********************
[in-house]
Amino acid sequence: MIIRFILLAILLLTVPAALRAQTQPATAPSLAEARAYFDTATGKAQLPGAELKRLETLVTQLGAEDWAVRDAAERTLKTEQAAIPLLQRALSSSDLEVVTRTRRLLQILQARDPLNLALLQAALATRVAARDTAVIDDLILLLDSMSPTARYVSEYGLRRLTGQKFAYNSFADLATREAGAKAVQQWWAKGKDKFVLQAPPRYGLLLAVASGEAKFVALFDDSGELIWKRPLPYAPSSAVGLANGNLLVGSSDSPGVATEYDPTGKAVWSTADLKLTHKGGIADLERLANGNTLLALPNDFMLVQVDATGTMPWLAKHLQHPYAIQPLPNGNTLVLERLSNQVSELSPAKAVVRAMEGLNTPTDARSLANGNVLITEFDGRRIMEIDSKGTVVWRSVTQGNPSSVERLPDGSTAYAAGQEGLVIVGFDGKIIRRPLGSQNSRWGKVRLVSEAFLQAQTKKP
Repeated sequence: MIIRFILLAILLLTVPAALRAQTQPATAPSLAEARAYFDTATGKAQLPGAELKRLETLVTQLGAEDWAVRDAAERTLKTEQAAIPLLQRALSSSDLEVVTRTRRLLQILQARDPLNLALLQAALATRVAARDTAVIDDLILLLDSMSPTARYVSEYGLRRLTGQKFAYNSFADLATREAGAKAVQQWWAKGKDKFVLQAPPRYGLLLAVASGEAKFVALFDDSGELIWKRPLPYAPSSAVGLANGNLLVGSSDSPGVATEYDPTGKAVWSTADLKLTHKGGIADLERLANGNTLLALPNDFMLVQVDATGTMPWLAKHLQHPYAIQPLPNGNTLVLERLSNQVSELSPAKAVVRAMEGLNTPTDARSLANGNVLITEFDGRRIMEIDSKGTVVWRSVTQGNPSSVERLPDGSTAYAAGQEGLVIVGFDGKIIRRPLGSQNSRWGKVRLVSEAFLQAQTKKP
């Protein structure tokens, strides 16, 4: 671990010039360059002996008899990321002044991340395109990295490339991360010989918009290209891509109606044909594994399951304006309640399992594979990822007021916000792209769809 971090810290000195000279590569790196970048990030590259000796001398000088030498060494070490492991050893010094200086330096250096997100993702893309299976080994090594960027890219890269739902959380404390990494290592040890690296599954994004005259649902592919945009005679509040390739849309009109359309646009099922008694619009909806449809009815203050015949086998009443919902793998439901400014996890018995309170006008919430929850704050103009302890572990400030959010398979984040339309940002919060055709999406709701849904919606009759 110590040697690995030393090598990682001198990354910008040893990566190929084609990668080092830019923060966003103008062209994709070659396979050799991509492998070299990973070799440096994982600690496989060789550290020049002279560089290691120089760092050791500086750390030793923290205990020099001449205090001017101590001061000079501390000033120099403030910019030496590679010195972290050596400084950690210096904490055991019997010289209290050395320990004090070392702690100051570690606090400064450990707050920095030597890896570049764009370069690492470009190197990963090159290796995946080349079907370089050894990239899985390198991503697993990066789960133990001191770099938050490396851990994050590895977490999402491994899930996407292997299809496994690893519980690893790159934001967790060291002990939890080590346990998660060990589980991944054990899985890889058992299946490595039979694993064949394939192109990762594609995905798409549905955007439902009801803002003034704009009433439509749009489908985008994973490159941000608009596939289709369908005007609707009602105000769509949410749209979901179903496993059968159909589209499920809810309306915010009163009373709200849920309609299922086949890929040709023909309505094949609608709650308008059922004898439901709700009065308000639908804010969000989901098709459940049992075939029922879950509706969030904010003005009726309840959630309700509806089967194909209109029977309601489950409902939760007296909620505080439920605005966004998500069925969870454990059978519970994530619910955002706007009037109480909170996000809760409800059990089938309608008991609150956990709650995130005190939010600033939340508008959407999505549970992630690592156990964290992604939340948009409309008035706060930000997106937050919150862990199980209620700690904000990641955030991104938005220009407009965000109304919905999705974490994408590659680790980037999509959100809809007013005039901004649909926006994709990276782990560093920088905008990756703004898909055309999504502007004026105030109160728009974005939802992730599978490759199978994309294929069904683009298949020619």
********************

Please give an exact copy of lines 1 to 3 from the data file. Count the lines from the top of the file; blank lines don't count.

[in-house]
Amino acid sequence: MIIRFILLAILLLTVPAALRAQTQPATAPSLAEARAYFDTATGKAQLPGAELKRLETLVTQLGAEDWAVRDAAERTLKTEQAAIPLLQRALSSSDLEVVTRTRRLLQILQARDPLNLALLQAALATRVAARDTAVIDDLILLLDSMSPTARYVSEYGLRRLTGQKFAYNSFADLATREAGAKAVQQWWAKGKDKFVLQAPPRYGLLLAVASGEAKFVALFDDSGELIWKRPLPYAPSSAVGLANGNLLVGSSDSPGVATEYDPTGKAVWSTADLKLTHKGGIADLERLANGNTLLALPNDFMLVQVDATGTMPWLAKHLQHPYAIQPLPNGNTLVLERLSNQVSELSPAKAVVRAMEGLNTPTDARSLANGNVLITEFDGRRIMEIDSKGTVVWRSVTQGNPSSVERLPDGSTAYAAGQEGLVIVGFDGKIIRRPLGSQNSRWGKVRLVSEAFLQAQTKKP
Repeated sequence: MIIRFILLAILLLTVPAALRAQTQPATAPSLAEARAYFDTATGKAQLPGAELKRLETLVTQLGAEDWAVRDAAERTLKTEQAAIPLLQRALSSSDLEVVTRTRRLLQILQARDPLNLALLQAALATRVAARDTAVIDDLILLLDSMSPTARYVSEYGLRRLTGQKFAYNSFADLATREAGAKAVQQWWAKGKDKFVLQAPPRYGLLLAVASGEAKFVALFDDSGELIWKRPLPYAPSSAVGLANGNLLVGSSDSPGVATEYDPTGKAVWSTADLKLTHKGGIADLERLANGNTLLALPNDFMLVQVDATGTMPWLAKHLQHPYAIQPLPNGNTLVLERLSNQVSELSPAKAVVRAMEGLNTPTDARSLANGNVLITEFDGRRIMEIDSKGTVVWRSVTQGNPSSVERLPDGSTAYAAGQEGLVIVGFDGKIIRRPLGSQNSRWGKVRLVSEAFLQAQTKKP